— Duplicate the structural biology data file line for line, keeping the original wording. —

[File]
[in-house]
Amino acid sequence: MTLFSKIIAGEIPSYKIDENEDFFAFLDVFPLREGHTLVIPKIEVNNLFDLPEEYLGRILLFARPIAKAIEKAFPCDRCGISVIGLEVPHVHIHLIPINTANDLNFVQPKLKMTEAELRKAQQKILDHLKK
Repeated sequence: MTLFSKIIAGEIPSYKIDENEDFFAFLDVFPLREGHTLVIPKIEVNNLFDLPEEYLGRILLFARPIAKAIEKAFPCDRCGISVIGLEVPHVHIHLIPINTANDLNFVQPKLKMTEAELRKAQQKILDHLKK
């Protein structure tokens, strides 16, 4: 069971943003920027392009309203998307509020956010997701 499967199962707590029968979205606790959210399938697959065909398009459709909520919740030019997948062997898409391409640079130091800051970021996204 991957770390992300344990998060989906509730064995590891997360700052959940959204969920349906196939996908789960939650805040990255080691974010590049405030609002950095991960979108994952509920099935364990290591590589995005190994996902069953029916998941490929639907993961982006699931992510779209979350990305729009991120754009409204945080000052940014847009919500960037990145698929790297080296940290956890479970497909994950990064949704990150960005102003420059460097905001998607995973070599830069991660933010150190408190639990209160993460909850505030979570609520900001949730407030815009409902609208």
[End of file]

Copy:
[in-house]
Amino acid sequence: MTLFSKIIAGEIPSYKIDENEDFFAFLDVFPLREGHTLVIPKIEVNNLFDLPEEYLGRILLFARPIAKAIEKAFPCDRCGISVIGLEVPHVHIHLIPINTANDLNFVQPKLKMTEAELRKAQQKILDHLKK
Repeated sequence: MTLFSKIIAGEIPSYKIDENEDFFAFLDVFPLREGHTLVIPKIEVNNLFDLPEEYLGRILLFARPIAKAIEKAFPCDRCGISVIGLEVPHVHIHLIPINTANDLNFVQPKLKMTEAELRKAQQKILDHLKK
């Protein structure tokens, strides 16, 4: 069971943003920027392009309203998307509020956010997701 499967199962707590029968979205606790959210399938697959065909398009459709909520919740030019997948062997898409391409640079130091800051970021996204 991957770390992300344990998060989906509730064995590891997360700052959940959204969920349906196939996908789960939650805040990255080691974010590049405030609002950095991960979108994952509920099935364990290591590589995005190994996902069953029916998941490929639907993961982006699931992510779209979350990305729009991120754009409204945080000052940014847009919500960037990145698929790297080296940290956890479970497909994950990064949704990150960005102003420059460097905001998607995973070599830069991660933010150190408190639990209160993460909850505030979570609520900001949730407030815009409902609208």